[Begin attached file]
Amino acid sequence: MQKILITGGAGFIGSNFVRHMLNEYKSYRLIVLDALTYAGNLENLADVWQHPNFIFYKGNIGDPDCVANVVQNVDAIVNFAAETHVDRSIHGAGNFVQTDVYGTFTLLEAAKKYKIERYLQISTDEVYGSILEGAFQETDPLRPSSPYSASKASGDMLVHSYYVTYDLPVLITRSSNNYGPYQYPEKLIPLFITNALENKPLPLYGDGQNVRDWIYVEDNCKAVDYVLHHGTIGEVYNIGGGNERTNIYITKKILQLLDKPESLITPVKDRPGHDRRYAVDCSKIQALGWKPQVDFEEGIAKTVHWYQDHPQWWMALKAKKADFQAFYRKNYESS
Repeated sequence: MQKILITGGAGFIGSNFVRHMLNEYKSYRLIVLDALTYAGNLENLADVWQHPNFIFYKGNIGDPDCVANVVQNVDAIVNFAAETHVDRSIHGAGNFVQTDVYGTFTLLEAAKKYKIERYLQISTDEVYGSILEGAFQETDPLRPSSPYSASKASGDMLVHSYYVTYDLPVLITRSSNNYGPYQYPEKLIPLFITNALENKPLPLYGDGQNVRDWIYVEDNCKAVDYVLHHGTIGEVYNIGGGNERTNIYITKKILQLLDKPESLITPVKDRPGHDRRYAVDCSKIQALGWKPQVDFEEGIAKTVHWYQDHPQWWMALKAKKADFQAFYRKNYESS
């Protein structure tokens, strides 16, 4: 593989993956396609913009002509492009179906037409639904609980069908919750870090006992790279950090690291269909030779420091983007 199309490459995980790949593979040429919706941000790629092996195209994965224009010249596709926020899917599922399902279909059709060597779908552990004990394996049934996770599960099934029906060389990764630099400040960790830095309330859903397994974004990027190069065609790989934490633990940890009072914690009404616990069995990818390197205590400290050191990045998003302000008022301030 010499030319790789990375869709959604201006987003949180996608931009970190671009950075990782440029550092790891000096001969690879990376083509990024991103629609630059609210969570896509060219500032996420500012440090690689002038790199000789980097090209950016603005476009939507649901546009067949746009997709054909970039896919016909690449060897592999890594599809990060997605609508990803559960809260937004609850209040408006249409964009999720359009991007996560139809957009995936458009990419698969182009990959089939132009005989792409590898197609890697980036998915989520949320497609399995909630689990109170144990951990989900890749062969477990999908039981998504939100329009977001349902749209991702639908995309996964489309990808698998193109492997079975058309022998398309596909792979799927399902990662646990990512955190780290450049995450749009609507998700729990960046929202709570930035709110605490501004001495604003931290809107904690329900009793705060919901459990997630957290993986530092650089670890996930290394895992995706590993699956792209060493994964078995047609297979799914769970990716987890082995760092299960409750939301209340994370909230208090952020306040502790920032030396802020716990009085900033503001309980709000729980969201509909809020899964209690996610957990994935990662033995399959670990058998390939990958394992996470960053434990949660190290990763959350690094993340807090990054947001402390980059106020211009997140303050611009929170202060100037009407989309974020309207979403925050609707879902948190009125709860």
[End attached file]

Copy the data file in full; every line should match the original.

Amino acid sequence: MQKILITGGAGFIGSNFVRHMLNEYKSYRLIVLDALTYAGNLENLADVWQHPNFIFYKGNIGDPDCVANVVQNVDAIVNFAAETHVDRSIHGAGNFVQTDVYGTFTLLEAAKKYKIERYLQISTDEVYGSILEGAFQETDPLRPSSPYSASKASGDMLVHSYYVTYDLPVLITRSSNNYGPYQYPEKLIPLFITNALENKPLPLYGDGQNVRDWIYVEDNCKAVDYVLHHGTIGEVYNIGGGNERTNIYITKKILQLLDKPESLITPVKDRPGHDRRYAVDCSKIQALGWKPQVDFEEGIAKTVHWYQDHPQWWMALKAKKADFQAFYRKNYESS
Repeated sequence: MQKILITGGAGFIGSNFVRHMLNEYKSYRLIVLDALTYAGNLENLADVWQHPNFIFYKGNIGDPDCVANVVQNVDAIVNFAAETHVDRSIHGAGNFVQTDVYGTFTLLEAAKKYKIERYLQISTDEVYGSILEGAFQETDPLRPSSPYSASKASGDMLVHSYYVTYDLPVLITRSSNNYGPYQYPEKLIPLFITNALENKPLPLYGDGQNVRDWIYVEDNCKAVDYVLHHGTIGEVYNIGGGNERTNIYITKKILQLLDKPESLITPVKDRPGHDRRYAVDCSKIQALGWKPQVDFEEGIAKTVHWYQDHPQWWMALKAKKADFQAFYRKNYESS
């Protein structure tokens, strides 16, 4: 593989993956396609913009002509492009179906037409639904609980069908919750870090006992790279950090690291269909030779420091983007 199309490459995980790949593979040429919706941000790629092996195209994965224009010249596709926020899917599922399902279909059709060597779908552990004990394996049934996770599960099934029906060389990764630099400040960790830095309330859903397994974004990027190069065609790989934490633990940890009072914690009404616990069995990818390197205590400290050191990045998003302000008022301030 010499030319790789990375869709959604201006987003949180996608931009970190671009950075990782440029550092790891000096001969690879990376083509990024991103629609630059609210969570896509060219500032996420500012440090690689002038790199000789980097090209950016603005476009939507649901546009067949746009997709054909970039896919016909690449060897592999890594599809990060997605609508990803559960809260937004609850209040408006249409964009999720359009991007996560139809957009995936458009990419698969182009990959089939132009005989792409590898197609890697980036998915989520949320497609399995909630689990109170144990951990989900890749062969477990999908039981998504939100329009977001349902749209991702639908995309996964489309990808698998193109492997079975058309022998398309596909792979799927399902990662646990990512955190780290450049995450749009609507998700729990960046929202709570930035709110605490501004001495604003931290809107904690329900009793705060919901459990997630957290993986530092650089670890996930290394895992995706590993699956792209060493994964078995047609297979799914769970990716987890082995760092299960409750939301209340994370909230208090952020306040502790920032030396802020716990009085900033503001309980709000729980969201509909809020899964209690996610957990994935990662033995399959670990058998390939990958394992996470960053434990949660190290990763959350690094993340807090990054947001402390980059106020211009997140303050611009929170202060100037009407989309974020309207979403925050609707879902948190009125709860």